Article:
We're building the equivalent of Paris every week. That's a problem.
The building and construction sector is booming—and it's costing the planet
The amount of floorspace in buildings around the world—currently about 2.5 trillion square feet—is set to double by 2060, and researchers say this is a major problem for the climate.
A new United Nations report from the Global Alliance for Buildings and Construction released today finds that in order to keep the Paris Climate Agreement goals on track, the construction industry needs to improve energy efficiency per square meter (about 10 square feet) by 30 percent by 2030.
Why it matters
The doubling of buildings over the next 40 years would be like adding the floor area of all of Japan's buildings to the planet every single year to 2060, or a new Paris every five days over the same amount of time.
This means much more climate warming gases. The building industry of course isn't the only cause of climate change but it does account for about a quarter of global greenhouse gas emissions. CO2 emissions from buildings and construction increased by about 1 percent annually between 2010 and 2016.
The Paris Agreement aims to limit global warming to 1.5 or 2 degrees Celsius higher than pre-industrial levels. If the agreement falls apart, at current emission levels the planet would warm roughly 4.2 degrees Celsius by the year 2100. This would make some places uninhabitable, trigger sea level rise that would inundate some major cities, and would create real challenges in trying to feed a growing population.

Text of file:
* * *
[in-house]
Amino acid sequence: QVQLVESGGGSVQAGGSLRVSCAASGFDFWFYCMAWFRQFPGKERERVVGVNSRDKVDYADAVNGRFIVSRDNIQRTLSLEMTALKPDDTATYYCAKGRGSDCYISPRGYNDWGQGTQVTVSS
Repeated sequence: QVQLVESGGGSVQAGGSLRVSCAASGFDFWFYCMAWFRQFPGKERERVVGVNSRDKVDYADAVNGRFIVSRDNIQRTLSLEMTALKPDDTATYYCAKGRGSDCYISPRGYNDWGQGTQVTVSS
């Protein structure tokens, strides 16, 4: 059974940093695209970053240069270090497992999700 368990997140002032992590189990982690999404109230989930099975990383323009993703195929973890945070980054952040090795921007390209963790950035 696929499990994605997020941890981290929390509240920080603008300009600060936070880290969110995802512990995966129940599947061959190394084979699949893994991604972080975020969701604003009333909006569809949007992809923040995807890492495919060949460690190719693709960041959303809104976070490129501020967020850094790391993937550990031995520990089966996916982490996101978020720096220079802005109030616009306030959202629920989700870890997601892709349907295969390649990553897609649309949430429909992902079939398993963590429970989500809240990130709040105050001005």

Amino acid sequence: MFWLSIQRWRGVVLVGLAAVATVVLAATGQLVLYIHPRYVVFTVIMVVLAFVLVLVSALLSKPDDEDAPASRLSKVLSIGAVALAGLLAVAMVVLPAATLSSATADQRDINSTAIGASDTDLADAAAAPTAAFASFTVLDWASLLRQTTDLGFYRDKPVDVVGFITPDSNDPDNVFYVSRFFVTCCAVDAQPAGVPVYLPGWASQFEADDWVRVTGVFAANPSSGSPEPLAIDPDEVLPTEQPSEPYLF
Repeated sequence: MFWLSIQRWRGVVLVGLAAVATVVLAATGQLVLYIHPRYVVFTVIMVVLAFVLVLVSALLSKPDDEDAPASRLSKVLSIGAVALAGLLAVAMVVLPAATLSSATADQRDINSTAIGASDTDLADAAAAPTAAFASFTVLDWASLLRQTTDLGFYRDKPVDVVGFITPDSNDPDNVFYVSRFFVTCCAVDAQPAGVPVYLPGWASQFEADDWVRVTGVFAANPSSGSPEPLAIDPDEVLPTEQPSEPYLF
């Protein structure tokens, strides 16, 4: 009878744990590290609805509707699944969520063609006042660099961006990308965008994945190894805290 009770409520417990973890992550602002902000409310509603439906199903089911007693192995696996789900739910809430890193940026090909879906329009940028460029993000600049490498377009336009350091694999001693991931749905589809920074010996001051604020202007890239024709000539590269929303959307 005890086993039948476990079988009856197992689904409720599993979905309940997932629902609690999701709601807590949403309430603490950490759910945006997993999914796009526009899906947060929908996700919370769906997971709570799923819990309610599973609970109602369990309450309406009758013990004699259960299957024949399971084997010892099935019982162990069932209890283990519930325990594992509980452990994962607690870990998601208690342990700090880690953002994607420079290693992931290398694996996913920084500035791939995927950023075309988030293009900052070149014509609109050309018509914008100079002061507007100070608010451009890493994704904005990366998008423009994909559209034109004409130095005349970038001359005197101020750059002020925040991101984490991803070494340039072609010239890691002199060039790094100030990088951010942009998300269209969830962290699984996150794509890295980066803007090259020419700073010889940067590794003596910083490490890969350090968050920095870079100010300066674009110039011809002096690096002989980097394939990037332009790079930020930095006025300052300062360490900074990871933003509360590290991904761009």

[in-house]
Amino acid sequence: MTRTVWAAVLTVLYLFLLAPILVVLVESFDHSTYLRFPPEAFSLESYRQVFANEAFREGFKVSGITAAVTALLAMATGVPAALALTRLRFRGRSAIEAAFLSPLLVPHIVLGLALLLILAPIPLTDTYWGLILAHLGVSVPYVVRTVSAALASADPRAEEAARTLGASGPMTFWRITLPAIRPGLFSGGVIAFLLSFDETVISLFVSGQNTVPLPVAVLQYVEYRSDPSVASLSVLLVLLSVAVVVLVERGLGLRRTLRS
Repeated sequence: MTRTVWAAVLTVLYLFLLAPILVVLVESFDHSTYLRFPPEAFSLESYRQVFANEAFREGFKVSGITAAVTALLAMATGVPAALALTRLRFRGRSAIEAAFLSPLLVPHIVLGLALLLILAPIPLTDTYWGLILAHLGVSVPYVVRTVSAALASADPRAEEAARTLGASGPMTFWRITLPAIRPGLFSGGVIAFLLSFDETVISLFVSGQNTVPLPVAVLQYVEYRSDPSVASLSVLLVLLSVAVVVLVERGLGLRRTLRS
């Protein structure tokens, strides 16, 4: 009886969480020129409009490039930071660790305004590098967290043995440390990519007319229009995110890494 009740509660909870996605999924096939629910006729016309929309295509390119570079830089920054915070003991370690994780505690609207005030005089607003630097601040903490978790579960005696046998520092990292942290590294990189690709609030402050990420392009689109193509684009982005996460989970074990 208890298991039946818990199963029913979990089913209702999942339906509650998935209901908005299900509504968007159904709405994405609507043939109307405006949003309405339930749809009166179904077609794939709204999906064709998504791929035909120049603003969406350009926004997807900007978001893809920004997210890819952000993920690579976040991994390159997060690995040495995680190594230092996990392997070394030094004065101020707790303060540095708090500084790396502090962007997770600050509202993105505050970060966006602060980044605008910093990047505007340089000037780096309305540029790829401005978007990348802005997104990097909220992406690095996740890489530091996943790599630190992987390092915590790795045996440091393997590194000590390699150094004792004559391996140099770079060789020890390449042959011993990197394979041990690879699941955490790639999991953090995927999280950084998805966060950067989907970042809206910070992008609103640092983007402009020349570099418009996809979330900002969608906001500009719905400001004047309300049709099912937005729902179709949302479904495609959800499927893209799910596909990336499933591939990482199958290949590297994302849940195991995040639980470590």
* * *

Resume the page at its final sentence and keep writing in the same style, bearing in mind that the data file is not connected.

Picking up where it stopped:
Is there any hope?
Maybe—in order to reach the 30 percent energy efficiency increase, "near-zero energy, zero-emissions buildings need to become the construction standard globally within the next decade," the report found. Also the rate of retrofitting older buildings to become more energy efficient would have to improve from the current 1 to 2 percent per year to more than 3 percent per year.
There's reason for optimism: 132 countries mention the buildings industry in their greenhouse gas reduction plans submitted to the UN. And the new report found that investments in current energy efficiency and low-carbon health and cooling technology could reduce buildings' energy demand by 25 percent.
What experts are saying:
"Similar to many areas linked to the Paris Agreement, the building sector is seeing some progress in cutting its emissions, but it is too little, too slowly. Realizing the potential of the buildings and construction sector needs all hands on deck - in particular to address rapid growth in inefficient and carbon-intensive building investments." -Erik Solheim, head of UN Environment
See the full report, which was led by the International Energy Agency.